- How much of a base should I use? I would say that an average song should have about 3 to 10 scenes and groups, and audio channels are more effective if you limit yourself to 6 to 12. Think of CPU too as you don’t want it to stutter in the middle of your set. A MIDI controller is often limited to 8 faders so if you have more channels, it gets a bit complicated, but more complex arrangements are still doable.
Live Set Type #2 – Playing mainly improvisations with little-to-no preparation
In the early years of my live sets, this was how I approached live sets, but I came back to the first method as I find that for me type #1 is the most fulfilling. This method however, will definitely result in completely new versions of your music each time you play.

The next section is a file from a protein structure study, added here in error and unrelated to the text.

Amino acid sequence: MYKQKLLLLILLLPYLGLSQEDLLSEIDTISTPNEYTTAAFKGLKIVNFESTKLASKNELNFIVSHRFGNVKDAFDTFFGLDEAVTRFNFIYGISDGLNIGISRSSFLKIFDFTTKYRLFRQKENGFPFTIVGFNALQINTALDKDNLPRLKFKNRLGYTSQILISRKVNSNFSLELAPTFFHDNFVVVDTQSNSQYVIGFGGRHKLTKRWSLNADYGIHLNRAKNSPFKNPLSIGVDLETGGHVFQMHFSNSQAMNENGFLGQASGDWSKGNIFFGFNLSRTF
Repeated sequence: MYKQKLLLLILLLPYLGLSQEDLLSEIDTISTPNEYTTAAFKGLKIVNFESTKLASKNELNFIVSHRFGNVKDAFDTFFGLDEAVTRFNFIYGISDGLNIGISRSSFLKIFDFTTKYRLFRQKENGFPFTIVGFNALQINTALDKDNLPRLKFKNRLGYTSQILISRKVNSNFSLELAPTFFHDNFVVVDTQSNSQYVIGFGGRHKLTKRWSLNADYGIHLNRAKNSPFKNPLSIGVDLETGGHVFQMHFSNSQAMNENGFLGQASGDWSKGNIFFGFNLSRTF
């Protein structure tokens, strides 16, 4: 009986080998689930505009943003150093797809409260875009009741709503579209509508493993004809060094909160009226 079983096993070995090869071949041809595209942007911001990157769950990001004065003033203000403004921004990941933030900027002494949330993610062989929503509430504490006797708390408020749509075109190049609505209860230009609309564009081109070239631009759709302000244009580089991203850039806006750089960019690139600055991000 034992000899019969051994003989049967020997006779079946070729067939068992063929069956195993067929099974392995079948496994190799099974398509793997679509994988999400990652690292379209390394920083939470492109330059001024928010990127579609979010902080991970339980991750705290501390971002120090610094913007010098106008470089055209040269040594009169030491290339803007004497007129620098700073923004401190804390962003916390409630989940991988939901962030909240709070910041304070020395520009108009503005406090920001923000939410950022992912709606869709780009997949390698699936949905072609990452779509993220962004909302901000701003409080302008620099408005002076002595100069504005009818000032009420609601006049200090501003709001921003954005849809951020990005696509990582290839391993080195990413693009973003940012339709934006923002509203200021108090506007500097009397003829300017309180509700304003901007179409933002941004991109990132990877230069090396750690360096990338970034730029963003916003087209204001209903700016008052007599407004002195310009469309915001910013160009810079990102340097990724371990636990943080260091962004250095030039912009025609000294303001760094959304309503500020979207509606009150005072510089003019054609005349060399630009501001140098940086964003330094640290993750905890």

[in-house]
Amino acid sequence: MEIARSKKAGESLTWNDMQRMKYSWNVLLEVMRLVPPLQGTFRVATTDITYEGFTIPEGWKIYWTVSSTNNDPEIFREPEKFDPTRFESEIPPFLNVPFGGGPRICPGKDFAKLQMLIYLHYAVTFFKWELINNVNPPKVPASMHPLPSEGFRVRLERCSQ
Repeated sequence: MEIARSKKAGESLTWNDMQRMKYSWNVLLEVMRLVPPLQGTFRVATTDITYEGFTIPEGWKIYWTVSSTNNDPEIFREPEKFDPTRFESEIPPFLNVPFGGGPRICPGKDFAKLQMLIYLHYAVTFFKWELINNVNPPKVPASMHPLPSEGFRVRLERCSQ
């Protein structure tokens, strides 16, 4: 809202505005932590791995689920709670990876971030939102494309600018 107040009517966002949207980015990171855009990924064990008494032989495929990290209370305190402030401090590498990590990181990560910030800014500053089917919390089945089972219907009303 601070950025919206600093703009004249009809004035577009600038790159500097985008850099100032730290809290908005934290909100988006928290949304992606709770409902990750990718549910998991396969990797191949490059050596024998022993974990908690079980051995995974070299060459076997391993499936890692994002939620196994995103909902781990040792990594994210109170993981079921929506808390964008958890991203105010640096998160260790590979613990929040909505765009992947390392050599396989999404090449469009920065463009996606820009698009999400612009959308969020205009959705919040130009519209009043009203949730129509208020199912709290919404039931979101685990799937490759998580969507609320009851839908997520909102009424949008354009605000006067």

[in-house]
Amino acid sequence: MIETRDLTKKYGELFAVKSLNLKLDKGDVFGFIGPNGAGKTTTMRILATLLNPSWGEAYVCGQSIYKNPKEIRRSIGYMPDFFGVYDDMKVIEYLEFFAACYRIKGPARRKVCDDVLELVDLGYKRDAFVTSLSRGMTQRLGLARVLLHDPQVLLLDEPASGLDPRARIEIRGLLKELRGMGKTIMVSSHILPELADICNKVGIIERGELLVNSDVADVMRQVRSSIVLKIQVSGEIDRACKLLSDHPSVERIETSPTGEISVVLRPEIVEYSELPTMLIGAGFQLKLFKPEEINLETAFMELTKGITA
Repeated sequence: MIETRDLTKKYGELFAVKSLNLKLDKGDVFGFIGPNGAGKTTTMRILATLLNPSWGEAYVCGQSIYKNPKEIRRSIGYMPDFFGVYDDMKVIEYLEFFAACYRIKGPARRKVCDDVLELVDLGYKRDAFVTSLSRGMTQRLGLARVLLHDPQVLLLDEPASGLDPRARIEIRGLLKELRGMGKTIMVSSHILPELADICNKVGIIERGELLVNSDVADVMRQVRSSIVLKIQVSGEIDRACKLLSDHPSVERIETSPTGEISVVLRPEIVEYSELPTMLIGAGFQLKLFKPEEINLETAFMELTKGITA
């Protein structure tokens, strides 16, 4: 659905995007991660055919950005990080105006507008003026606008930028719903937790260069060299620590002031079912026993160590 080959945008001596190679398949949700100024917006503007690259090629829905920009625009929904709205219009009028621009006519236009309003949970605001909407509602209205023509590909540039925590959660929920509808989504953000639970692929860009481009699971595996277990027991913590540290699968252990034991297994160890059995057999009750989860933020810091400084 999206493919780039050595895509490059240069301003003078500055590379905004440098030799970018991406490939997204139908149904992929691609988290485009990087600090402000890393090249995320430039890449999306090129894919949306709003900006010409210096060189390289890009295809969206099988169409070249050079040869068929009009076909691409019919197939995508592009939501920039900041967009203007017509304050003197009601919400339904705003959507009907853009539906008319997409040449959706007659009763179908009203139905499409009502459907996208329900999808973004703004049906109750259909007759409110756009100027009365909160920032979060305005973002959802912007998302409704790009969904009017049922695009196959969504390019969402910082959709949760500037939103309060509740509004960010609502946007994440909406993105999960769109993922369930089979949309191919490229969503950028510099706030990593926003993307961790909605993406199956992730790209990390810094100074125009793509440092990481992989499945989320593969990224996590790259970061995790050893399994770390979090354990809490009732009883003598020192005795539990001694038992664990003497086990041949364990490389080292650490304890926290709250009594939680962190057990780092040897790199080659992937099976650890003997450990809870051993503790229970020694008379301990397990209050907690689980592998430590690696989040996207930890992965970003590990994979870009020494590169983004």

- The logic of this set type: In my early live sets (circa 1998-2002), I would prepare the core of each important moment of the set at home; I would treat these moments like songs. I would know what the melody would be, a bit of the drum sequence, effects, etc. In those days I’d have analog gear alone, and I would save the melody in the piece of hardware I was using. The narrative of the set would be that I’d go from one song to another, in no precise order, sort of similarly to how you can now do this in Ableton Live. You can keep it simple and go from one scene to another in no particular order, which also opens doors to improvise or add new ideas on the fly. I call this approach the elastic live set.
- How much of a base should I use? In Ableton, contrasting to the approach I outlined in type #1, using this type (#2) I have only one scene but have 12-15 channels. In a live set of this type, I jam around one scene using the clips I already have saved, going from one scene to another in no particular order. In the past I would need to make sure all my hardware would be on the appropriate settings.
Live Set Type #3 – Playing with analog gear or hybrid with A laptop